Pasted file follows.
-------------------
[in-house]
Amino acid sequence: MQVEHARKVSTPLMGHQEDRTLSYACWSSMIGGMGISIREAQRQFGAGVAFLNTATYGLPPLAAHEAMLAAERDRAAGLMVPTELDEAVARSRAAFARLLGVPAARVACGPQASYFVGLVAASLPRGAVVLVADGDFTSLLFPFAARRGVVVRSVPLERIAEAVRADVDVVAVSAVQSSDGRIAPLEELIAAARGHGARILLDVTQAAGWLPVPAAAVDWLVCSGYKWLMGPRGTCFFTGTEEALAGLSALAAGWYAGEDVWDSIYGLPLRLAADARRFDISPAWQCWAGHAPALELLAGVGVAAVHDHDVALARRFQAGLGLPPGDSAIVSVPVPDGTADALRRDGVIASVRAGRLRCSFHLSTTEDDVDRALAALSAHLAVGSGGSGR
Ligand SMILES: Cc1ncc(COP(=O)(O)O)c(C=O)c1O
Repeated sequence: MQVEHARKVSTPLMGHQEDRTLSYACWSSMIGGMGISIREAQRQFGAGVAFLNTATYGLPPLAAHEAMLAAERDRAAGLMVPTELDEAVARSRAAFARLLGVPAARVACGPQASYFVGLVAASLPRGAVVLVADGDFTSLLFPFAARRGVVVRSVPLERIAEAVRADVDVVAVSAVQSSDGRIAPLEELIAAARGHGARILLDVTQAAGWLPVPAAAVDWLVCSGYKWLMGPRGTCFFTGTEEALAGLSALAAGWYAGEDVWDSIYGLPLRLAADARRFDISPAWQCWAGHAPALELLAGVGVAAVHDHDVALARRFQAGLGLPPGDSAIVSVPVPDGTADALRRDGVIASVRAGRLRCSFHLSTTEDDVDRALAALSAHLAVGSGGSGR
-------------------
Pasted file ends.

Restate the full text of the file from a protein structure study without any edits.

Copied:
[in-house]
Amino acid sequence: MQVEHARKVSTPLMGHQEDRTLSYACWSSMIGGMGISIREAQRQFGAGVAFLNTATYGLPPLAAHEAMLAAERDRAAGLMVPTELDEAVARSRAAFARLLGVPAARVACGPQASYFVGLVAASLPRGAVVLVADGDFTSLLFPFAARRGVVVRSVPLERIAEAVRADVDVVAVSAVQSSDGRIAPLEELIAAARGHGARILLDVTQAAGWLPVPAAAVDWLVCSGYKWLMGPRGTCFFTGTEEALAGLSALAAGWYAGEDVWDSIYGLPLRLAADARRFDISPAWQCWAGHAPALELLAGVGVAAVHDHDVALARRFQAGLGLPPGDSAIVSVPVPDGTADALRRDGVIASVRAGRLRCSFHLSTTEDDVDRALAALSAHLAVGSGGSGR
Ligand SMILES: Cc1ncc(COP(=O)(O)O)c(C=O)c1O
Repeated sequence: MQVEHARKVSTPLMGHQEDRTLSYACWSSMIGGMGISIREAQRQFGAGVAFLNTATYGLPPLAAHEAMLAAERDRAAGLMVPTELDEAVARSRAAFARLLGVPAARVACGPQASYFVGLVAASLPRGAVVLVADGDFTSLLFPFAARRGVVVRSVPLERIAEAVRADVDVVAVSAVQSSDGRIAPLEELIAAARGHGARILLDVTQAAGWLPVPAAAVDWLVCSGYKWLMGPRGTCFFTGTEEALAGLSALAAGWYAGEDVWDSIYGLPLRLAADARRFDISPAWQCWAGHAPALELLAGVGVAAVHDHDVALARRFQAGLGLPPGDSAIVSVPVPDGTADALRRDGVIASVRAGRLRCSFHLSTTEDDVDRALAALSAHLAVGSGGSGR